Japan's Trade Minister said Saturday some members of the U.S. Congress are "ignorant" and "fascist" for backing a proposed U.S. trade bill, news reports said.
"Certain members of the U.S. Congress are . . . ignorant of foreign diplomacy, politics, legislation, international morals and the study of law," Hajime Tamura was quoted as saying in the Asahi Shimbun and other major newspapers after a briefing with Japanese reporters.The statements from Tamura, one of the top three Cabinet ministers, were the strongest yet from the government, which is growing increasingly concerned about the negative impact on Japan of the proposed U.S. trade bill.
A Ministry of International Trade and Industry deputy director for American affairs said he could not confirm the newspaper reports, but added, "Mr. Tamura talked about his worry about the movement of the Congress in his press conference."
According to the news accounts, Tamura said the U.S. House and Senate negotiators were acting on "emotions" when they approved a compromise trade bill Thursday that would punish Toshiba Corp. for a subsidiary's illegal export of sensitive technology to the Soviet Union, which used it for military purposes.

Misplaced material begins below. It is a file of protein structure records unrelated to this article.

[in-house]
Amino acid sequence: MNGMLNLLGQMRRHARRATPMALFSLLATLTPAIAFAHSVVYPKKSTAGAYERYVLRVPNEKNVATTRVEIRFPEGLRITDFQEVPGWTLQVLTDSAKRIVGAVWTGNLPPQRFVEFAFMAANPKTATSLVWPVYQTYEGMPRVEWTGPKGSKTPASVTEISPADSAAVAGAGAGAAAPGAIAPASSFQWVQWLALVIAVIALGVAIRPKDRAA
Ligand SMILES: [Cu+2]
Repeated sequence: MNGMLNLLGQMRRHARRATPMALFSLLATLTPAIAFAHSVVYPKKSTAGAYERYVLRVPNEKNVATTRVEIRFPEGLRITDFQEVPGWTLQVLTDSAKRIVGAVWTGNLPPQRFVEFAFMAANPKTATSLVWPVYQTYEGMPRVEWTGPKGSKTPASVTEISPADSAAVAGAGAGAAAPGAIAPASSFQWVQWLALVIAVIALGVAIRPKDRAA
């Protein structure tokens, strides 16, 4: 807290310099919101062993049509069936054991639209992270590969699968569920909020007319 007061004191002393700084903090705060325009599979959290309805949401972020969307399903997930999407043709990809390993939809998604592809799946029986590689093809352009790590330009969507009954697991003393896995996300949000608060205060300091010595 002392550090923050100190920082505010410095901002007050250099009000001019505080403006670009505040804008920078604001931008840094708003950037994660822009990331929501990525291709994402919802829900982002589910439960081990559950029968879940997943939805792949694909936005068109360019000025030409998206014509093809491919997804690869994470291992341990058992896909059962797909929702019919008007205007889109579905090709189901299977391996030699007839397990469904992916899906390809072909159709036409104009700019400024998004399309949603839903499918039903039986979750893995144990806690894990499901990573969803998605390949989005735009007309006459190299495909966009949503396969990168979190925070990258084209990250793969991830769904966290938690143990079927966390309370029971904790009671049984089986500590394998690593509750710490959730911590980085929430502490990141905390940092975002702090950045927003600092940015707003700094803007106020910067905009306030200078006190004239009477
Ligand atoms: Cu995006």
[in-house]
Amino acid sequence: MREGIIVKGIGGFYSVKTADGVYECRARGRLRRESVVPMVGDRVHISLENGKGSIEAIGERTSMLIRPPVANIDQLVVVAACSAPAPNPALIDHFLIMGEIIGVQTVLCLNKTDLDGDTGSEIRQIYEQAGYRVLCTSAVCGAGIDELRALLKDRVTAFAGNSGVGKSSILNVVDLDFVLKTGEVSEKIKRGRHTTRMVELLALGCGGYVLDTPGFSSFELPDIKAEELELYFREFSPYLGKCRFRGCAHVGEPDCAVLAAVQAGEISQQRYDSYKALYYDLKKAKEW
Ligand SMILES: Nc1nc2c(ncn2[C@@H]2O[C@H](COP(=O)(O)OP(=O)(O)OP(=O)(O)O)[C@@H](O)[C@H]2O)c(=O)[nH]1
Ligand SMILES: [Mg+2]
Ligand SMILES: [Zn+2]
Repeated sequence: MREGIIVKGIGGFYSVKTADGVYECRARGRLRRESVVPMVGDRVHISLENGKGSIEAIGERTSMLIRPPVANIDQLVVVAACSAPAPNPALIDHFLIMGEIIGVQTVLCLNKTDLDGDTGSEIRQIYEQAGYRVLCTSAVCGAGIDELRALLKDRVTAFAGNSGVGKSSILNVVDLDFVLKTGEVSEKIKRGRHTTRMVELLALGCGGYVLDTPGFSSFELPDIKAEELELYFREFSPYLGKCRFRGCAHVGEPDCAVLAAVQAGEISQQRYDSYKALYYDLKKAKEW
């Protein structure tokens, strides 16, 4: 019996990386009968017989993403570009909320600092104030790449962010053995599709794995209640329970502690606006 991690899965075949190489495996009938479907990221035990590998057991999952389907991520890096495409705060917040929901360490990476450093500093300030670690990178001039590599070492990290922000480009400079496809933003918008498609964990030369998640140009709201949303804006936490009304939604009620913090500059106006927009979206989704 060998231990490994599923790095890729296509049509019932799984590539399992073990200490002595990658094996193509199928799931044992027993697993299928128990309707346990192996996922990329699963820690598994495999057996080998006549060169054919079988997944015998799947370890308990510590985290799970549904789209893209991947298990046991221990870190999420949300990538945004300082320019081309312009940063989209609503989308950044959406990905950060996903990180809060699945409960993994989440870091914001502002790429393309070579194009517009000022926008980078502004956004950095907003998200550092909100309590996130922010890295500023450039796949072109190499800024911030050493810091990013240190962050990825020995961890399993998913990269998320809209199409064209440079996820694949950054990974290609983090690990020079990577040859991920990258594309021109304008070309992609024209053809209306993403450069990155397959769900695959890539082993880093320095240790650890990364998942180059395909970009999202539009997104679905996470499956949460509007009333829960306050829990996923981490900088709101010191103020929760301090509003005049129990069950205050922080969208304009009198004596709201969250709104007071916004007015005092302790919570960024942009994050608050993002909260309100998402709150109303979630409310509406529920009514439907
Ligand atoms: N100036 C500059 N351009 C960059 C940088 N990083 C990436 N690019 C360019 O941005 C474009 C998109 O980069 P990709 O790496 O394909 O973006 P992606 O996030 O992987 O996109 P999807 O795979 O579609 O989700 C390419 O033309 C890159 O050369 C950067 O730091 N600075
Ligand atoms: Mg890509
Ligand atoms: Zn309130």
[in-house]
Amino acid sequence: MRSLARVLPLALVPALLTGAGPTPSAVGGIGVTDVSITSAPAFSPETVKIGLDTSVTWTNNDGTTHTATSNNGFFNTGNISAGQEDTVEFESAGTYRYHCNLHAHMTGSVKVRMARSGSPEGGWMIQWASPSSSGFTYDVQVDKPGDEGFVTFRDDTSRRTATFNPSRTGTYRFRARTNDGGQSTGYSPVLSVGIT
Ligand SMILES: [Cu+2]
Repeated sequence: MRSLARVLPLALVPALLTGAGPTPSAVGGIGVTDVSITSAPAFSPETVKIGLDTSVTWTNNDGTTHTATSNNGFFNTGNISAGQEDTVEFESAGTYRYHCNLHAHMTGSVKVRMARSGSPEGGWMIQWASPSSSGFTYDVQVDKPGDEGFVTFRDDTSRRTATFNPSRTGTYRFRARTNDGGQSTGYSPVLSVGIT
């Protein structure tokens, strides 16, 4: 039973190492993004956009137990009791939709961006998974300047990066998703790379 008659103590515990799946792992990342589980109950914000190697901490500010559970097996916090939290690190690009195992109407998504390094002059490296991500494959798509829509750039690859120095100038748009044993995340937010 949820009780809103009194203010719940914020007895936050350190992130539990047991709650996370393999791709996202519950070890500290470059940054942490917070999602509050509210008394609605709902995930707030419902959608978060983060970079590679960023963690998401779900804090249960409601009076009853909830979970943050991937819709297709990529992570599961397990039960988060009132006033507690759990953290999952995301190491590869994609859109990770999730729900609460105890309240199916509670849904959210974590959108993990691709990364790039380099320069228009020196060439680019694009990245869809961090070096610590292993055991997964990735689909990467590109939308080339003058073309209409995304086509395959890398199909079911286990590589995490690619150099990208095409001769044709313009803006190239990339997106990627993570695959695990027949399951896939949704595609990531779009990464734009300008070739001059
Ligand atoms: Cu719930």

"Being so trapped by emotion is fascist," Tamura was quoted as saying.
U.S. officials say the technology exports allowed the Soviet Union to develop quieter submarines more difficult to detect by sonar.
Tamura lashed out at members of Congress who criticized a Tokyo court for being overly lenient when it fined the subsidiary, Toshiba Machine Co., $15,000 and gave suspended sentences to two executives last month for the illegal exports.
"Did the American Congress throw away its respect for the judiciary and the system of checks and balances?" Tamura reportedly said.
"Whatever Japan is asked to do by the United States, Japan should always respect the judicial system," he said.
Tamura also criticized a section of the proposed trade bill that would give the Office of the U.S. Trade Representative the power to determine economic losses the U.S. suffers because of unfair trade practices and to negotiate with trading partners to eliminate the losses in seven years.
"To give the decision of retaliation to the trade representative means that they distrust the president," Tamura said, according to a Kyodo News Service report.
The Japanese government views President Reagan as an ally in the debate on the trade bill and has said it will ask him to veto the measure.
White House spokesman Marlin Fitzwater said in Washington Friday the president's advisers may recommend a veto unless Congress deletes the Toshiba punishment, limits on the president's decision-making authority and other provisions.